Undergraduate research sheds light on the politics of race in colonial Maryland.
Creative Commons map showing possessions of Britain, France, and Spain in North America just before the French and Indian War (1754-63). The earlier War of Jenkins’ Ear between Britain and Spain, and the French and Indian War sparked fears of foreign invasion in the coastal colonies, including Maryland. History student Maite Horta found that colonial governors linked invasion scares to fears of slave insurrection when justifying an enlarged militia.
Recent incidents between police and African-American males remind historians that race-based fear has a long history in the United States. In the history program at UB, events that touch us today can become undergraduate research projects about our past.
In fall 2013, Professor Jeffrey Sawyer offered a seminar on the early history of crime and punishment in Maryland. Students selected their own research projects, and were encouraged by Dr. Sawyer to look at 18th century court records and legislation to find answers to their questions.
One student in the seminar, Maite Horta, became interested in the pattern of serious crime during the pre-Revolutionary era. She began an independent study with Dr. Sawyer in 2014, looking at the link between fears of a French invasion in Maryland during the Seven Year’s War, and fears of slave insurrection in the colony. Historian Mark Stegmaier had argued in the Maryland Historical Magazine that fear of slave insurrection was widespread in the region, but was this really the case? Evidence in the Proceedings of the Maryland General Assembly and other sources indicate that stoking of fears may have been a political ploy used in attempts to get funding to strengthen the Maryland militia.
Horta’s independent study was a great example of how digital history is energizing a new generation of students. The 18th century issues of the Maryland Gazette, criminal statistics, and the legislative archives have all been digitized for study online. Historic sites in Maryland, too, have made their stories available on the Internet. The slave conspiracy at Poplar Neck, for example, is recounted on Brandywine, MD’s Web site. Horta utilized all of these sources in addition to the key scholarship on the subject.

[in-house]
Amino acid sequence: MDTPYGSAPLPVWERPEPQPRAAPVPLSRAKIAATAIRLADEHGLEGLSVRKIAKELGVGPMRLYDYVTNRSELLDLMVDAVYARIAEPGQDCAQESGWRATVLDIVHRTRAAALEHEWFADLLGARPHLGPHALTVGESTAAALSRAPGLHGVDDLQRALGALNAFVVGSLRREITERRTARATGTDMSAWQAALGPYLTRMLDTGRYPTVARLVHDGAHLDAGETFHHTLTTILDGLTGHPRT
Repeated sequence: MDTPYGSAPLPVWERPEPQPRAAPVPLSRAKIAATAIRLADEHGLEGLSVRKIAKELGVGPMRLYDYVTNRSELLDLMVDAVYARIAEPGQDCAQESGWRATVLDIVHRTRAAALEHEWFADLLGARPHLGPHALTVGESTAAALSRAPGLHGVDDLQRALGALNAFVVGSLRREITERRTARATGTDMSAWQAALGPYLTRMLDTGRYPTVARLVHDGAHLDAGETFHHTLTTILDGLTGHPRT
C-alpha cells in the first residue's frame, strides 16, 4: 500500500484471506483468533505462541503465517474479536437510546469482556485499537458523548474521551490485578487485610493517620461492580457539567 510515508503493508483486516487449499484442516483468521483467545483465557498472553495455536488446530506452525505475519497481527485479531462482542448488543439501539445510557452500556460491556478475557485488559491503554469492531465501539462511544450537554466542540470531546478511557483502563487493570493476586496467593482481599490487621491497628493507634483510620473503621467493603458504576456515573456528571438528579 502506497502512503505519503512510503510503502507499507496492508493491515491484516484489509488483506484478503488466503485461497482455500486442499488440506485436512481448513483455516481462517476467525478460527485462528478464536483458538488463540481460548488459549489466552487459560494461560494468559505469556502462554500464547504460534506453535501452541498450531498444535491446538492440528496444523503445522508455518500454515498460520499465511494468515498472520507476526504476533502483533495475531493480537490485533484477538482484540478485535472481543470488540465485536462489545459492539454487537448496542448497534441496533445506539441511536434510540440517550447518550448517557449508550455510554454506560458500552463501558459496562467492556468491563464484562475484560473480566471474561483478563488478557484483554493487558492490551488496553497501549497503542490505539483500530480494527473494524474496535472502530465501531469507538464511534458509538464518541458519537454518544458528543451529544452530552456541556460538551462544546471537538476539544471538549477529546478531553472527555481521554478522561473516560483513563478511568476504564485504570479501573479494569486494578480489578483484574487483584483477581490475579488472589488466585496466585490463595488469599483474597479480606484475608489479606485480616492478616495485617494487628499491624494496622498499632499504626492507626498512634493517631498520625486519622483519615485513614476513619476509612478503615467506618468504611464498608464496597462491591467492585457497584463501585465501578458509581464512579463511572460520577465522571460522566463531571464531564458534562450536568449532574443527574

Now getting ready to graduate, Horta has taken advantage of most everything the UB history program has to offer students. She successfully completed three public history internships, including one in UB’s Special Collections department and another at the Enoch Pratt Library Special Collections. After graduation, she hopes to pursue a career in records management.
History students unearth the past of a local medical clinic.
When Elizabeth Nix, assistant professor, learned that the early days of the People’s Community Health Center—which opened a new site on Maryland Avenue just up the street from UB in 2011—were relatively unknown, she seized the opportunity to explore its origins as the People’s Free Medical Clinic in her history methods course, HIST 300: Exploring the Past .
Nix’s undergraduate students teamed up to interview physicians, patient advocates, lab technicians and mental health counselors—all volunteers—who had worked at the clinic in the 1970s. They conducted some interviews in person and others by phone and by Skype from Texas and California. At the time of the clinic’s origin, most of the interviewees had been young professionals dedicated to breaking down the barriers between patient and provider and to promoting their motto, “Health Care is a Right, Not a Privilege.”
Those who worked at the clinic donated one evening per week of free medical care to the Waverly community. The medical professionals reached consensus on all of their decisions and insisted that all patients had an advocate who accompanied them during their visits to help them understand their condition and the doctors’ instructions. Tuesday nights were “Women’s Nights,” reserved solely for treating women. The clinic has been credited with greatly reducing the rate of STDs in the Waverly community.
History student Beverly Bowers worked this past summer to combine and edit transcripts of the students’ interviews, nine of which have been submitted to Langsdale Library’s Special Collections. At the project’s completion, Langsdale’s collection will include 20 oral histories, photographs and articles.